‘Recipe for disaster’: Chiropractor warns children not to overdue activities after lockdown – WPTV.com

27August 2020

BOYNTON BEACH, Fla.– The coronavirus pandemic triggered sports and other after-school activities to come to a halt.

Now, a board-certified chiropractor is alerting that if kids jump back into activities too quick, the impact could be harmful.

Lately, Dr. David Rudnick has been busy dealing with children with a variety of sports injuries that he said are related to overuse.

Rudnick stated the injuries could be traced back to the lack of exercise kids experienced throughout the lockdown earlier this year because of the pandemic.


“Going and not doing anything and picking up where you left off is a recipe for disaster,” Rudnick said.

Makaila Menning
Thirteen-year-old Makaila Menning experienced knee pain after months of not dancing throughout the pandemic.

Dancer Makaila Menning,13, is being dealt with for a recent injury. Makaila stated she went from dancing 15 hours a week to suddenly a month of no dancing. When she resumed dancing, that's when issues occurred.

“I got really tight,” Makalia said. “I could barely do like half of what I was doing.”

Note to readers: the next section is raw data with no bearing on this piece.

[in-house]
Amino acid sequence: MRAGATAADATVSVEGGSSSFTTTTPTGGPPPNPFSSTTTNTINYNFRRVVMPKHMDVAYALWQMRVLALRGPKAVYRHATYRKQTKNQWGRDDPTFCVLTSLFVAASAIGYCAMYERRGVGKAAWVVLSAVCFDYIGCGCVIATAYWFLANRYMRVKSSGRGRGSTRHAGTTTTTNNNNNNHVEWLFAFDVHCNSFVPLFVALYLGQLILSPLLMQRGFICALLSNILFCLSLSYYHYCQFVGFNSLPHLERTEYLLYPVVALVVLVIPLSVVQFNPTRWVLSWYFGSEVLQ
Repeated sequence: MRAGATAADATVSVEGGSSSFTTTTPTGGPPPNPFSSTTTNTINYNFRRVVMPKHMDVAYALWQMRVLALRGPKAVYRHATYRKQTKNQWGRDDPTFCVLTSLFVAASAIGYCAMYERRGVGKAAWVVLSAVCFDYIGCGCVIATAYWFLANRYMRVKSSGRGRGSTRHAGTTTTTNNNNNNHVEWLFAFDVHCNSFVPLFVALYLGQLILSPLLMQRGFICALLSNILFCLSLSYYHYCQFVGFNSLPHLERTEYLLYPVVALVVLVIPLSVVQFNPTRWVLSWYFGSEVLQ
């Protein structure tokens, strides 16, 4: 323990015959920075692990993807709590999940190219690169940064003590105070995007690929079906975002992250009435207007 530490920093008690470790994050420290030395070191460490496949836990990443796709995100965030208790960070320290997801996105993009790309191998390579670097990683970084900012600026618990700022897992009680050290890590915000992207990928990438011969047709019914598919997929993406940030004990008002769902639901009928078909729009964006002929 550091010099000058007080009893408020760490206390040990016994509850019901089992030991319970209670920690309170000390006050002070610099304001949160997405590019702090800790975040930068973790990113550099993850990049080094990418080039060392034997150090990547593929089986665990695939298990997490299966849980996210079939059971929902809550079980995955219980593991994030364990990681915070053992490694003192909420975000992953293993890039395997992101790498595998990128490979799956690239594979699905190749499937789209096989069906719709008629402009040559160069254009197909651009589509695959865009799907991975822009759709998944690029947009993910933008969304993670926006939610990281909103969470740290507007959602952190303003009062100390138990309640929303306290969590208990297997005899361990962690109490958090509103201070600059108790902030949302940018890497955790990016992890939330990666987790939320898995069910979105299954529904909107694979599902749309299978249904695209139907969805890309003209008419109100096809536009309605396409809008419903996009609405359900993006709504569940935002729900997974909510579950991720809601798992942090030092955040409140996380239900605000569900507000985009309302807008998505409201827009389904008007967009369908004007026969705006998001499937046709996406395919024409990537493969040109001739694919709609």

Then she discovered knee discomfort.

“Three, four, five, six months of downtime, you're going through a development spurt that you're not accommodating to with your activity that you typically would have been resolving,” Rudnick stated.

He said it is essential for kids and adults to arrange out time to be active.

Dr. David Rudnick
Dr. David Rudnick says he has actually seen a variety of injuries that kids have suffered due to lack of exercise and extended computer system use.

“Play, whatever you wish to do, just get up and move, simply no relaxing. Even if it's simply around your home, dance celebration, pull it up on YouTube,” Rudnick stated.

He said kids shouldn't spend more than 30 minutes sitting at a screen without getting up and moving.

“The moms and dads should watch for extended forward neck flection. You ought to not be in this bent down position. It puts a great deal of extra load on the back of the neck,” Rudnick said.

Makalia said it's a lesson learned.

“It felt like the world sort of froze for a minute … I needed to keep working and keep going,” she said.

Source: wptv.com

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